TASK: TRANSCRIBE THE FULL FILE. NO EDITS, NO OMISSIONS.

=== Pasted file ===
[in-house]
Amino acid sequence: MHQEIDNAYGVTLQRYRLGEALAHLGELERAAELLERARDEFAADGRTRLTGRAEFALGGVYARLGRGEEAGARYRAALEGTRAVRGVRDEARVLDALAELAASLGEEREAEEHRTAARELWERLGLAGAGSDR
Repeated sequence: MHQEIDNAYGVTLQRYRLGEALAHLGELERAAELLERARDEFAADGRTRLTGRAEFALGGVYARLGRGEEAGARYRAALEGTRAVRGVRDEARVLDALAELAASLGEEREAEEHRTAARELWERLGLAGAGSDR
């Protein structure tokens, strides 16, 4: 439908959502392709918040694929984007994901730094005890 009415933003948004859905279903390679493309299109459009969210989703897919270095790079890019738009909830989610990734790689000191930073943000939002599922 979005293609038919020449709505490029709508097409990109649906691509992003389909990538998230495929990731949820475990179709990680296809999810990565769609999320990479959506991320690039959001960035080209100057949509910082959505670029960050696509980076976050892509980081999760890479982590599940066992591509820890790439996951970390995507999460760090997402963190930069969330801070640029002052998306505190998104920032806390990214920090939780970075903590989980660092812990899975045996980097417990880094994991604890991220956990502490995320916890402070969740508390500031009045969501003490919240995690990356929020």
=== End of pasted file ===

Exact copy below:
[in-house]
Amino acid sequence: MHQEIDNAYGVTLQRYRLGEALAHLGELERAAELLERARDEFAADGRTRLTGRAEFALGGVYARLGRGEEAGARYRAALEGTRAVRGVRDEARVLDALAELAASLGEEREAEEHRTAARELWERLGLAGAGSDR
Repeated sequence: MHQEIDNAYGVTLQRYRLGEALAHLGELERAAELLERARDEFAADGRTRLTGRAEFALGGVYARLGRGEEAGARYRAALEGTRAVRGVRDEARVLDALAELAASLGEEREAEEHRTAARELWERLGLAGAGSDR
């Protein structure tokens, strides 16, 4: 439908959502392709918040694929984007994901730094005890 009415933003948004859905279903390679493309299109459009969210989703897919270095790079890019738009909830989610990734790689000191930073943000939002599922 979005293609038919020449709505490029709508097409990109649906691509992003389909990538998230495929990731949820475990179709990680296809999810990565769609999320990479959506991320690039959001960035080209100057949509910082959505670029960050696509980076976050892509980081999760890479982590599940066992591509820890790439996951970390995507999460760090997402963190930069969330801070640029002052998306505190998104920032806390990214920090939780970075903590989980660092812990899975045996980097417990880094994991604890991220956990502490995320916890402070969740508390500031009045969501003490919240995690990356929020």